Before you interview for a position, learn as much about it and the company as possible. Conduct research on the web, visit the library, tap into industry contacts, and ask your recruiter if he or she has any other insights.  The person interviewing you will appreciate that you took the time to get to know their company.

Questions To Ask

After you have studied the company, make a list of questions to ask the employer.  An interview is meant to determine not only if you are right for the job, but if the job is right for you.  Some questions you may want to ask are:

  • Why is this position available?
  • What training programs are available to the person in this position?
  • What are your goals for this position?
  • What obstacles must be overcome for the person in this position to succeed?
  • How will my performance be evaluated?
  • What opportunities are there for growth in the next 12 months? Two years? Five years?
  • What growth do you anticipate for your firm in the next 12 months?

Questions You May Be Asked

Your recruiter should be able to give you a good idea of what to expect when it’s time for your interview.  There are many different interview styles, but here are some common interview questions:

  • Tell me about yourself. / How would you describe your personality?
    Keep your answer in the professional realm only. Review your past positions, education and other strengths.
  • Why are you interested in this position? / Why should we hire you?
    Relate how you feel your qualifications match the job requirements. Also, express your desire to work for the employer.
  • What are the most significant accomplishments in your career?
    Identify recent accomplishments that relate to the position and its requirements.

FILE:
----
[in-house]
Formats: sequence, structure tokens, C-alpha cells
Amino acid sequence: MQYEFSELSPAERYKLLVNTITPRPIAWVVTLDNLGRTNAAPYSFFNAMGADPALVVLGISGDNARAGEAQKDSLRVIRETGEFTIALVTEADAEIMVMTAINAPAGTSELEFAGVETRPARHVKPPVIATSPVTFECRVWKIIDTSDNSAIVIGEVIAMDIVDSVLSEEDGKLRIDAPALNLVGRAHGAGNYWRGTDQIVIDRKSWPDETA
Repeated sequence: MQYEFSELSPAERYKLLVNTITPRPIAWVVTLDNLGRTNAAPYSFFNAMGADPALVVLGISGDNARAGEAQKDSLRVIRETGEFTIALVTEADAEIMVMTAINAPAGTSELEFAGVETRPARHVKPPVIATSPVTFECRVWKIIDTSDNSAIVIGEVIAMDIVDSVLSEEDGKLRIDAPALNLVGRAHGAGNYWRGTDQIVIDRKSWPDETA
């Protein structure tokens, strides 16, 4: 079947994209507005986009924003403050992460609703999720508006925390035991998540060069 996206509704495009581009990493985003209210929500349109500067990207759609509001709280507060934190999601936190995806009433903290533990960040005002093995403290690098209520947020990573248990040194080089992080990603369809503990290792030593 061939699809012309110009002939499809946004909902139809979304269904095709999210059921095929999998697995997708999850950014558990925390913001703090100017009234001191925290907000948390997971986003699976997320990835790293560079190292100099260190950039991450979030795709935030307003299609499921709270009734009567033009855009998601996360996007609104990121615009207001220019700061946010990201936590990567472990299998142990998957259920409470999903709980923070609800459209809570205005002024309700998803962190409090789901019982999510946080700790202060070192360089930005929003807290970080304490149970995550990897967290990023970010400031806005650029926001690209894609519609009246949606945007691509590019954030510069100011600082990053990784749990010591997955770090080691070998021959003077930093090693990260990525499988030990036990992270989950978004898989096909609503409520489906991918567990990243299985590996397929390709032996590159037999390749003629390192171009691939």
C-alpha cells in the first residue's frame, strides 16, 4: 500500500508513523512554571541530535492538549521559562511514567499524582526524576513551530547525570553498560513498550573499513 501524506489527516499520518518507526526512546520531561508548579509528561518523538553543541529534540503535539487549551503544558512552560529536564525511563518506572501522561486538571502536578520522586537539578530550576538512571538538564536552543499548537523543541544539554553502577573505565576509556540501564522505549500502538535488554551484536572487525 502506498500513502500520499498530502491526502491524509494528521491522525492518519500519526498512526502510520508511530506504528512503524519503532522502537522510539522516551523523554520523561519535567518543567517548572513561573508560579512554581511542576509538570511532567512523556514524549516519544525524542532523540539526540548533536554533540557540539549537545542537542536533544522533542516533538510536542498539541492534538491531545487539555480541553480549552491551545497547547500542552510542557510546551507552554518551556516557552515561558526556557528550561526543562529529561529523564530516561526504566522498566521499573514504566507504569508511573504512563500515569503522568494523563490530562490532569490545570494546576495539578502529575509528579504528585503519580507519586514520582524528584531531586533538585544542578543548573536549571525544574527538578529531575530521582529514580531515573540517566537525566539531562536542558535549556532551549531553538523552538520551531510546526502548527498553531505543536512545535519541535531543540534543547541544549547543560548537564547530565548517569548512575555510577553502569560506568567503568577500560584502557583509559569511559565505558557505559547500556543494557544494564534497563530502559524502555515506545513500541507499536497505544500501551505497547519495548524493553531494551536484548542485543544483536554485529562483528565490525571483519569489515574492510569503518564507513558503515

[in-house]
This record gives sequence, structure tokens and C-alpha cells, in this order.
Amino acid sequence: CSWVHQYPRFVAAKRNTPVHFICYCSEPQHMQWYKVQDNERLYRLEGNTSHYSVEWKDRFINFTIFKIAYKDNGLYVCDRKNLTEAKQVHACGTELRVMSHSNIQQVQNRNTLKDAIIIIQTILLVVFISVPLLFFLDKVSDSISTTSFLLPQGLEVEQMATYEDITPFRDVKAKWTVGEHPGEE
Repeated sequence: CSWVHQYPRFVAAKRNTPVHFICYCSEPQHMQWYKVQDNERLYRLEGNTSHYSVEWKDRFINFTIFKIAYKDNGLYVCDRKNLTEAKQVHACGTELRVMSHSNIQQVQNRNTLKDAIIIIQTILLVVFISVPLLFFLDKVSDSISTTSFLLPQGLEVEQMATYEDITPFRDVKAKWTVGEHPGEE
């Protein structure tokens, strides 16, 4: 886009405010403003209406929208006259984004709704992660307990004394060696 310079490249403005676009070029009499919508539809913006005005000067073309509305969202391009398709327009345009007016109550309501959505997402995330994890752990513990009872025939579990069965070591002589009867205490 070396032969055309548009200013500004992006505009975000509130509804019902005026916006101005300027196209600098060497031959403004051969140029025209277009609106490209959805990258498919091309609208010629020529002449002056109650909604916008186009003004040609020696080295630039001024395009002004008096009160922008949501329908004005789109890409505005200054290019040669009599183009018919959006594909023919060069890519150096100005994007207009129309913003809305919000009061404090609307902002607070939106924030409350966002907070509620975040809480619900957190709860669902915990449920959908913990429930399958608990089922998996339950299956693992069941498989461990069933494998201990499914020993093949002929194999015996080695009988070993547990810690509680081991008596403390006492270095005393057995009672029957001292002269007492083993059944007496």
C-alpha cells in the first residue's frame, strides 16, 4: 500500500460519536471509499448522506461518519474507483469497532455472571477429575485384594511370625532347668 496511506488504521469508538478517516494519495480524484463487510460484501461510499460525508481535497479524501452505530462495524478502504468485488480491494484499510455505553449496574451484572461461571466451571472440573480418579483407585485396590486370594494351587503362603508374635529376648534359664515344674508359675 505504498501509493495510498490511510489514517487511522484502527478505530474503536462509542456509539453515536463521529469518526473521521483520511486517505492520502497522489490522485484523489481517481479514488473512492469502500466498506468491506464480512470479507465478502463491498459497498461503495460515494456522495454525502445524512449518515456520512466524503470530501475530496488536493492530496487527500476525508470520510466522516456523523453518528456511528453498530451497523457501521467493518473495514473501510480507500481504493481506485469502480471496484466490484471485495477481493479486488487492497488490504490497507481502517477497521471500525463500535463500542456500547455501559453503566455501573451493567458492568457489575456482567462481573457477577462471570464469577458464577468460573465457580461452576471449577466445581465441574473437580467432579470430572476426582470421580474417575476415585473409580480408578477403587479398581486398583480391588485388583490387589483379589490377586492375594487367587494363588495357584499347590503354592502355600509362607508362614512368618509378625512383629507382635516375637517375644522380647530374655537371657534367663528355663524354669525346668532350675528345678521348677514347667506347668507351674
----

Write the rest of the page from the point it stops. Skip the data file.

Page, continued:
• Describe a situation in which your work was criticized.
    Focus on how you resolved the situation and became a better person because of the experience.
  • What do you think of your boss? / What did you like least about your last position?
    Be honest, but avoiding being negative or overly critical in answering these types of questions.
  • How do you perform under pressure?
    Use specific examples from your past to answer questions like this.
  • What are your goals in your career? / Where do you see yourself in two years?
    This question is designed to see if you have a clear idea about your goals.  However, be careful not to seem too aggressive.
  • What kind of salary are you looking for?
    This is a difficult question to answer.  Your recruiter should be able to give you some direction in how to handle it.
  • What other types of jobs/companies are you considering?
    Be honest about other opportunities you are considering, but there is no need to name specific companies.  Do not try to use other opportunities as leverage.

Closing the Interview

If you feel that the interview went well and you want to take the next step, be sure to close the interview properly. Your closing should be tailored to the position, your personality and interviewing style and the interviewer, but here are some things that should be included:

  • Express your interest to the interviewer.
  • Ask if there is anything else you can provide, such as references, background information or work samples.
  • Ask what the next step will be.
  • Express appreciation for the interviewer's time and consideration.
  • Ask for the interviewer's business card so you can write a thank you letter as soon as possible.


After your interview, follow-up is critical. When you get in your car, immediately write down key issues uncovered in the interview. Think of the qualifications the employer is looking for and match your strengths to them. A "thank you" letter should be written no later than 24 hours after the interview. Be sure to call your recruiter to discuss your interview and your next steps, as well.